Thirteen-year-old Hannah Rowan has type 1 diabetes, hyperthyroidism, and was recently diagnosed with celiac disease. But all of these auto-immune conditions don't slow her down.
Hannah was diagnosed with type 1 diabetes in 2003, and she's been taking a pill every night to regulate her hyperthyroidism. In the past year, Hannah was diagnosed with celiac disease after a blood test and endoscopy at The Children's Hospital of Philadelphia.
Today, Hannah eats a gluten-free diet and continues celiac treatment with the Division of Gastroenterology, Hepatology and Nutrition at CHOP. This has required an adjustment in eating for her and food preparation for her family. Still, since becoming gluten-free, Hannah has maintained better control of her sugar, gained weight and grown inches.
All of these auto-immune conditions, don’t stop Hannah from doing the things she loves — swimming, playing soccer, riding bikes and scooters, dancing ballet and hip hop, singing and acting.
Hannah loves the spotlight. She has performed the National Anthem at various local events, sang as a guest with the popular Chatter Band, and acted in local plays, including The King and I, Les Miserables and Annie. She also competed in the 2010 National America Miss Pageant and won the pre-teen Miss Pennsylvania Actress competition. She went on to compete nationally in Los Angeles, CA.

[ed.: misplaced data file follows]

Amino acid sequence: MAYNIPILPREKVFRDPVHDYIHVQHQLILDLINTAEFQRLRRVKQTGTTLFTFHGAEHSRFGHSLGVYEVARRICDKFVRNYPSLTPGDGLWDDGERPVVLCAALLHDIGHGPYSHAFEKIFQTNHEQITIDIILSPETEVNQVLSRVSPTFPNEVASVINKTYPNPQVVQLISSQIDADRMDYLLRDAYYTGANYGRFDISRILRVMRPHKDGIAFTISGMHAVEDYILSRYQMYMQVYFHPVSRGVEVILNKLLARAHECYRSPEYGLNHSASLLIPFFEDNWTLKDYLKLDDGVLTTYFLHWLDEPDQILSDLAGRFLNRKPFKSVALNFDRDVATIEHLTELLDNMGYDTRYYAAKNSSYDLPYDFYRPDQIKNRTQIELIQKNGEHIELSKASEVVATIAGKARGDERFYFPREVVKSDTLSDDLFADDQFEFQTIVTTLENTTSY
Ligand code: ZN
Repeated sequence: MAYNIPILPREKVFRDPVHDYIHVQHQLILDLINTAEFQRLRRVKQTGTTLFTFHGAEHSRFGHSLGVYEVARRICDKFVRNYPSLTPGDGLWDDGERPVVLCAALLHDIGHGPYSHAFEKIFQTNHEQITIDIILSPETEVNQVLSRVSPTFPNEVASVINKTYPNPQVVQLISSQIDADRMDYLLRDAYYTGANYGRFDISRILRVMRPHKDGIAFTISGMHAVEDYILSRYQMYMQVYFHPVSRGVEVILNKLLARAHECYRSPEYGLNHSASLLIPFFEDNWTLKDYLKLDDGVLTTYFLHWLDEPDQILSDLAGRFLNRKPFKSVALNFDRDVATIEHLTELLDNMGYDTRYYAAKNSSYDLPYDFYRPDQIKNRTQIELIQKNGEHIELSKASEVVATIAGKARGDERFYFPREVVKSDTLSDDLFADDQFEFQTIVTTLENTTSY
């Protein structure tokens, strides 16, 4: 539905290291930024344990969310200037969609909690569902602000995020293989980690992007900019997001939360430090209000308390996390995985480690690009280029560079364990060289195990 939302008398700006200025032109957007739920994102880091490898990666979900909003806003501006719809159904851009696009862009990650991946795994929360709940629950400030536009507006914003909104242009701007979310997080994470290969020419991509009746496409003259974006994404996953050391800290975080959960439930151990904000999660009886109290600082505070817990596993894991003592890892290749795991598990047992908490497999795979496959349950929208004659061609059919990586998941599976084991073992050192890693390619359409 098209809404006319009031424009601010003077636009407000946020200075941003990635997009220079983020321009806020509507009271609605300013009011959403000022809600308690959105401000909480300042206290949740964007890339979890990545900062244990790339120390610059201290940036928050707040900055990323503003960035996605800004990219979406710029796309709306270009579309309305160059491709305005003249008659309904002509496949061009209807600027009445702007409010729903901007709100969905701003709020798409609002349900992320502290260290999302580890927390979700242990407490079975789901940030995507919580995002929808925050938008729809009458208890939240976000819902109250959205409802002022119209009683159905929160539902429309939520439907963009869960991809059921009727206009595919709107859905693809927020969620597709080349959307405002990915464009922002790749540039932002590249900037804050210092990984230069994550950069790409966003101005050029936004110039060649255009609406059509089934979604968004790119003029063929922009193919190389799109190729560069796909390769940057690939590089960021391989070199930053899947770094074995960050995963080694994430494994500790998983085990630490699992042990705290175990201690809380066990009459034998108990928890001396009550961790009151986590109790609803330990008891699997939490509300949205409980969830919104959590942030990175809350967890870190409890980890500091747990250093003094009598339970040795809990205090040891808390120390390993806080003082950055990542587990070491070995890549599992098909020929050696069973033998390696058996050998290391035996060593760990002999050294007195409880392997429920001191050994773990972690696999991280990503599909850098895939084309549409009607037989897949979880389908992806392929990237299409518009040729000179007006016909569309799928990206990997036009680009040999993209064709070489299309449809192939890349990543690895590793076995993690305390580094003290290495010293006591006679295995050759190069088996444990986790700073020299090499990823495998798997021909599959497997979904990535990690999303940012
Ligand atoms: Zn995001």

Raising awareness of type 1 diabetes
Hannah has watched her friends, family and community give selflessly to help her and to support diabetes, and this has inspired her to give back.
In May 2010, she was fortunate enough to have joined forces with Ironman Andy Holder. Andy and Hannah had an immediate connection and began brainstorming ways they could raise awareness in their community. One of their creations was Hannah’s Helping Hands, a communication network for children living with diabetes, where they can discuss problems, cares and concerns with other peers living with type 1 diabetes.
Hannah has also been working with JDRF since age 4. She has served as a Junior Ambassador of JDRF, which allowed her to meet the mayor of Philadelphia, the governor of Pennsylvania and other officials.
In June 2011, she attended the Children’s Congress in Washington, DC, as a delegate to lobby for a cure. It provided her with memories, experiences and friendships she will cherish for a lifetime.
When asked what advice she has for children newly diagnosed with type 1, Hannah replied, “You do not have to live your life with limits. You are the same you, just with more responsibility.
"Dream big. You can make all of your dreams come true!”
Originally posted: September 2012